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February - 2009

Why is the stimulus needed?

Thursday early morning , February 26, 2009.

“Open the door! Please open the door! I’m starving. Give me some food!” An ant leant out of the window. “Who’s there? Who is it?” “It’s me - the cricket. I’m cold and hungry, with no roof over my head.” “The cricket? Ah, yes! I remember you. And what were you doing all summer while we were getting ready for winter?” “Me? I was singing and filling the whole earth and sky with my song!” “Singing, eh?” said the ant. “Well, try dancing now!”

by Aesop

I’ve been reading and hearing a lot lately the argument of why should ant-y folks without debts, who achieved this situation with hard work and sacrificed spending, help out the more cricket-y folks, who maxed their credit cards or took on mortgages that they couldn’t pay, to live beyond their means enjoying the good life?

We also hear about the moral hazard issue, specially with defaulting banks, and more generally Wall Street. Or, that we are sowing the seeds for a worse future outcome by bailing out the ones that should go under due to their mistakes… By sending out a dangerous message:  go on, be rash, don’t worry nor be cautious, we’ll bail you out, no matter what.

I’m sorry to have to say, to those honest-hard working-frugal folks: that the public’s responsibility is unavoidable.

Let’s imagine for a moment that there are no central banks. And, this was the situation in many countries not so far back as maybe the XIX century. If the economy dived for whatever reason, there was hell to pay by the public at large.

I hope the ant-y among us understand that, unfortunately, they will always have to help to put out the fire that started in the cricket-y neighborhood. If not, they face the risk that a wild fire will spread out of control, possibly engulfing their property and burning it down to ashes too.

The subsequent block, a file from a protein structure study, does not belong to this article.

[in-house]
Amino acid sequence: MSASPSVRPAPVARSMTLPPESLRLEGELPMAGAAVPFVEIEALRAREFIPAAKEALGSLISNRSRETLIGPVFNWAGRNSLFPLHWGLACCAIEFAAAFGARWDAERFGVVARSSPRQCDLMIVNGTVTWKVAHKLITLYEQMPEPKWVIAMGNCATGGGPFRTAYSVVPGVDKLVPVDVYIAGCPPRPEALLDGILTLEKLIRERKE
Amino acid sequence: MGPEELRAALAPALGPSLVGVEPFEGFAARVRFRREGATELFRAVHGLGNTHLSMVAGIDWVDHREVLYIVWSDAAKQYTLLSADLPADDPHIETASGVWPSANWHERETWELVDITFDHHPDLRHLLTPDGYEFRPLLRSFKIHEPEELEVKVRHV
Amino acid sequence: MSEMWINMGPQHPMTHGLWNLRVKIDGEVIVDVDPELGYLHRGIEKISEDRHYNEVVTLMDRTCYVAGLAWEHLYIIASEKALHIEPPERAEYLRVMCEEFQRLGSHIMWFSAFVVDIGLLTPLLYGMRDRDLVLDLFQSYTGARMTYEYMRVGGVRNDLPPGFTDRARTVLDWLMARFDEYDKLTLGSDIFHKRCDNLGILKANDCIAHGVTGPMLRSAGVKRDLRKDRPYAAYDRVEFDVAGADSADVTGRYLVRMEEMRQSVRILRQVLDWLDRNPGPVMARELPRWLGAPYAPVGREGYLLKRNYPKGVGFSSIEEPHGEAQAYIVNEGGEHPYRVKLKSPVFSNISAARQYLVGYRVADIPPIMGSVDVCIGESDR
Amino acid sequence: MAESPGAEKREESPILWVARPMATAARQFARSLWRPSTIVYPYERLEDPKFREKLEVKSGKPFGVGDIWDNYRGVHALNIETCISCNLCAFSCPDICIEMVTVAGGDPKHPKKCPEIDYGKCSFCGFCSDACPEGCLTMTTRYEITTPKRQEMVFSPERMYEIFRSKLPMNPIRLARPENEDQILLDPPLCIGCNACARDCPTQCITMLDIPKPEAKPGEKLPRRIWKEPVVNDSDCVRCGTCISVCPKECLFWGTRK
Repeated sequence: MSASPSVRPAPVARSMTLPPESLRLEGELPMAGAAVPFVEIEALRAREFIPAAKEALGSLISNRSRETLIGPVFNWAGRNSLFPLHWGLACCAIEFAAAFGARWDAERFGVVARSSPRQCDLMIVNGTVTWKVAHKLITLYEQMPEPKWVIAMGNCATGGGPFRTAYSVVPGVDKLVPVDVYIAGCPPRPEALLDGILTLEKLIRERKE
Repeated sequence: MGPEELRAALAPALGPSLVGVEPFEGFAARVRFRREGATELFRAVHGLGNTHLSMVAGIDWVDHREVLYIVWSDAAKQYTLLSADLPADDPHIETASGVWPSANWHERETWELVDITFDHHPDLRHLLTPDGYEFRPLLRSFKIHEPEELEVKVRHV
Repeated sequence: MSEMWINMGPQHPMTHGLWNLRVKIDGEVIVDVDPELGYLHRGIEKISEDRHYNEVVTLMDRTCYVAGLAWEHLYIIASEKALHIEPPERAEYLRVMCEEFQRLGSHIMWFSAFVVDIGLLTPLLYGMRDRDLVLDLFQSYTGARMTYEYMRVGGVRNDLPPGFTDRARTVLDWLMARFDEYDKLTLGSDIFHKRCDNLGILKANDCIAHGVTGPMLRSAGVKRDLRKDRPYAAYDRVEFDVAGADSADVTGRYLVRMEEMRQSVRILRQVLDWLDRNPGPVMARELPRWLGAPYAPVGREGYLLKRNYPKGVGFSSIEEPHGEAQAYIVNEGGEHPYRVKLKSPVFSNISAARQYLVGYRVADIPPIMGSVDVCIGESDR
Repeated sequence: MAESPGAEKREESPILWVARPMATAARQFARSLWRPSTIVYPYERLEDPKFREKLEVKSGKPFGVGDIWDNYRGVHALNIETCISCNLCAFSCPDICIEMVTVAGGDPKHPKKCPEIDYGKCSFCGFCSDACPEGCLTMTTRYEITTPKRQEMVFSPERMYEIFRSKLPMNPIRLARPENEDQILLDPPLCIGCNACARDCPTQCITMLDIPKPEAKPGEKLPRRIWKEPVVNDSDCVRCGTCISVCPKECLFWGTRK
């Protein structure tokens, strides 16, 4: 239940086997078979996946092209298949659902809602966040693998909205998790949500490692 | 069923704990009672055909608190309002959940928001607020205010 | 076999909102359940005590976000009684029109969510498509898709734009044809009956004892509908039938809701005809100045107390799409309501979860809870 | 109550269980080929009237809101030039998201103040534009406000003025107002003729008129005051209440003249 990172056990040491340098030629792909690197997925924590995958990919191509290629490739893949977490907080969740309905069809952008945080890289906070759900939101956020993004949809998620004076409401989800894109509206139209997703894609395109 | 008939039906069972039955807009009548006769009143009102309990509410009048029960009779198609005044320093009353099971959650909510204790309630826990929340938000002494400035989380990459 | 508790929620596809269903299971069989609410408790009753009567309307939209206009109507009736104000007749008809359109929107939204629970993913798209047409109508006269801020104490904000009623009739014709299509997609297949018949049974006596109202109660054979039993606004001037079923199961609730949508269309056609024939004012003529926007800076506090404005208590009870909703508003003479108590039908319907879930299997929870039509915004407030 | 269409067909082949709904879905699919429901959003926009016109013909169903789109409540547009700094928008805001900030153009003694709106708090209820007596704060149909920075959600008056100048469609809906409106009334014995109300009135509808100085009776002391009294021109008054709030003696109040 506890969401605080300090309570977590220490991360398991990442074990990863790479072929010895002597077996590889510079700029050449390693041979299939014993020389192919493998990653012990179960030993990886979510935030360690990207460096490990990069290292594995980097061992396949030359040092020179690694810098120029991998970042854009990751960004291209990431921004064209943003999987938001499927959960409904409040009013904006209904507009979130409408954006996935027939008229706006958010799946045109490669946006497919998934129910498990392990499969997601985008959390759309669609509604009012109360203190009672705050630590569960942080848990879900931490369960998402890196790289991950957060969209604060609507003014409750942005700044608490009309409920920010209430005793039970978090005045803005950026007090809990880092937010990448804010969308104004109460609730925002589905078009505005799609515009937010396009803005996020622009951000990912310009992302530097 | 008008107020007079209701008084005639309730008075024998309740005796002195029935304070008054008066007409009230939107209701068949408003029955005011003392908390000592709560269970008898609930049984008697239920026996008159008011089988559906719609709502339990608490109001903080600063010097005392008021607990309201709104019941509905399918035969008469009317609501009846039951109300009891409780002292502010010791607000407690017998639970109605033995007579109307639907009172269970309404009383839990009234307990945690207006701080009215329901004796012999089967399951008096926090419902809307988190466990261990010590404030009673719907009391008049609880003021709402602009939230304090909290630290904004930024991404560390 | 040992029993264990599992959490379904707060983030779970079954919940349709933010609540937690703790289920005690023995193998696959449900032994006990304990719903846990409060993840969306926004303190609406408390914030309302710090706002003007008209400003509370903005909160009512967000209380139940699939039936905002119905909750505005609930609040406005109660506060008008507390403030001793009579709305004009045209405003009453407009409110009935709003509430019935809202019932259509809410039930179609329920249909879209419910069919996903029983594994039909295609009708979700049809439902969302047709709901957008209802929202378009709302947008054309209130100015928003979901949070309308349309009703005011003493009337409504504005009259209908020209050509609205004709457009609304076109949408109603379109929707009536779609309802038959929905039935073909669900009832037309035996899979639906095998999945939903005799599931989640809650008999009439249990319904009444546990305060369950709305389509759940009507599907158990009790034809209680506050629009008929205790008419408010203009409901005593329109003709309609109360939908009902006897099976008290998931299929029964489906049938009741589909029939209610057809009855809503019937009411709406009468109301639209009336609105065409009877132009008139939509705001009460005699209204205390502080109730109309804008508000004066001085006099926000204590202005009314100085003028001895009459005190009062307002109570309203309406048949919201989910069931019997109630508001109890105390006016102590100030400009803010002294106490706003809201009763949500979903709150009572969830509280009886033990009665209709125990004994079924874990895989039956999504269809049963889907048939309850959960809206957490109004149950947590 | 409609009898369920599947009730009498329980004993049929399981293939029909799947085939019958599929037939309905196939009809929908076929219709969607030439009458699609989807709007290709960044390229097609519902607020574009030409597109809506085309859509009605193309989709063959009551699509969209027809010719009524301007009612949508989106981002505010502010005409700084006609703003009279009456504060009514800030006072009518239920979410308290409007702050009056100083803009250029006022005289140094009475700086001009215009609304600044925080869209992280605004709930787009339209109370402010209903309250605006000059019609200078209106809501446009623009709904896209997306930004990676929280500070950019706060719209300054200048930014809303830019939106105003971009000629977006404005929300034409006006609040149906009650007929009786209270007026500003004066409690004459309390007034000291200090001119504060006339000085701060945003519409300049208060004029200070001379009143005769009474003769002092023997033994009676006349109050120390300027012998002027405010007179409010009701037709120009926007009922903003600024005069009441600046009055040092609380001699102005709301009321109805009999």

Central banks were created to find ways to avoid these situations. We know they haven’t done a very good job, because now and then the economy falls into a tailspin anyhow —which, to be fair with central banks, is probably telling us that they can do so much, that they can only mitigate the problem to an extent, and that they do not have total control over the economy.

So, what am I saying? In essence, that the damage to society from an unbridled market is much larger than if you put the emergency squad pros —central banks— to try to direct the course of the waters of a deranged economy.

Consumer net worth has already dropped $7 trillion from their high point —this affects us all, not only the cricket-y folks.

I hope the ant-y among us understand that, unfortunately, they will always have to help to put out the fire that started in the cricket-y neighborhood. If not, they face the risk that a wild fire will spread out of control, possibly engulfing their property and burning it down to ashes too.

Is it fair? No, it’s not. But, by the same token, is it fair that some of us were born smarter than others? Probably not either. So, if you feel you’re one of the lucky ones, thank your blessings, and open up your compassion to the less fortunate —it’s not only the right thing to do, but the smartest.

On February 27, The New York Times published this article which further illustrates the economic entanglement we are living in.

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